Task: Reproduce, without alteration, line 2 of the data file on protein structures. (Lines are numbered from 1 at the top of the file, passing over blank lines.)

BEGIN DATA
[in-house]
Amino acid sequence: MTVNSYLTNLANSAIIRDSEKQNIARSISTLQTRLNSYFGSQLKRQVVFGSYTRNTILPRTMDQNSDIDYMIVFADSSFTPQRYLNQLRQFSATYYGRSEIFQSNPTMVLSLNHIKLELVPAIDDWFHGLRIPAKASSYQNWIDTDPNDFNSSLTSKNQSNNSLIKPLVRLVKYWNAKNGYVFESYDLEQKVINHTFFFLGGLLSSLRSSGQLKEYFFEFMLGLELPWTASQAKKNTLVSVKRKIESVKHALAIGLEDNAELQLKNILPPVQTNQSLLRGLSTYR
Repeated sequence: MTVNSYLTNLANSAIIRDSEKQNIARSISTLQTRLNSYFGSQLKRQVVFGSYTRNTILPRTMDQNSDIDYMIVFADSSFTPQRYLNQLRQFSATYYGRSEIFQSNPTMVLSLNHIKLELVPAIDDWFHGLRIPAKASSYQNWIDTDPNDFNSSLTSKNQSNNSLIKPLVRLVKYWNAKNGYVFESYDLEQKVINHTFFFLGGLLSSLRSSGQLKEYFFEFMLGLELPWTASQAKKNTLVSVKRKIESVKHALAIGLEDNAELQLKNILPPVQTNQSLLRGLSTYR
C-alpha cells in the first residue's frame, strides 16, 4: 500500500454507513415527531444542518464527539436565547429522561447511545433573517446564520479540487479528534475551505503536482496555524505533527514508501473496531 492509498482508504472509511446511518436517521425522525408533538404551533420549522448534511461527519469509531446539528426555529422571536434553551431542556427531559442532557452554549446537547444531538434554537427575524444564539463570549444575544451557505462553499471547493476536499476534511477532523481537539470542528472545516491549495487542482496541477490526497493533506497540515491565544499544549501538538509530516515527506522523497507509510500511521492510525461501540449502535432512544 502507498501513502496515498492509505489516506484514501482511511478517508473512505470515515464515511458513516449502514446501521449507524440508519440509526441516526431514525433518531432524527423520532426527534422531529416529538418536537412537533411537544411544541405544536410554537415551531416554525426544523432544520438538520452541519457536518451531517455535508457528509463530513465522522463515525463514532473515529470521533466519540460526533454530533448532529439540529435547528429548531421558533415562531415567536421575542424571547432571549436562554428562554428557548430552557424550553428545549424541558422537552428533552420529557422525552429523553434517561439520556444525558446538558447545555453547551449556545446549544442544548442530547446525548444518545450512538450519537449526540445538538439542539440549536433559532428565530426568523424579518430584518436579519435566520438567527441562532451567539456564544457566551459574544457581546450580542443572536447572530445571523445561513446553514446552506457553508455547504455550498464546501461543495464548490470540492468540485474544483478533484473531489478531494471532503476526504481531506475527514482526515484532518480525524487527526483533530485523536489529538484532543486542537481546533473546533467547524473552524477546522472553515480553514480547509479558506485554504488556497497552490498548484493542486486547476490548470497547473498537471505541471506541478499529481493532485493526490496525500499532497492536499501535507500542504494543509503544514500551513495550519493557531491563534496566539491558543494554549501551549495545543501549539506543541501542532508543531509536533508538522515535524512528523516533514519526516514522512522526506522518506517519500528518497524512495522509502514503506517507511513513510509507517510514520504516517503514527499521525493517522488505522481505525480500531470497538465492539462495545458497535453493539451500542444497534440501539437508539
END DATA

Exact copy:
Amino acid sequence: MTVNSYLTNLANSAIIRDSEKQNIARSISTLQTRLNSYFGSQLKRQVVFGSYTRNTILPRTMDQNSDIDYMIVFADSSFTPQRYLNQLRQFSATYYGRSEIFQSNPTMVLSLNHIKLELVPAIDDWFHGLRIPAKASSYQNWIDTDPNDFNSSLTSKNQSNNSLIKPLVRLVKYWNAKNGYVFESYDLEQKVINHTFFFLGGLLSSLRSSGQLKEYFFEFMLGLELPWTASQAKKNTLVSVKRKIESVKHALAIGLEDNAELQLKNILPPVQTNQSLLRGLSTYR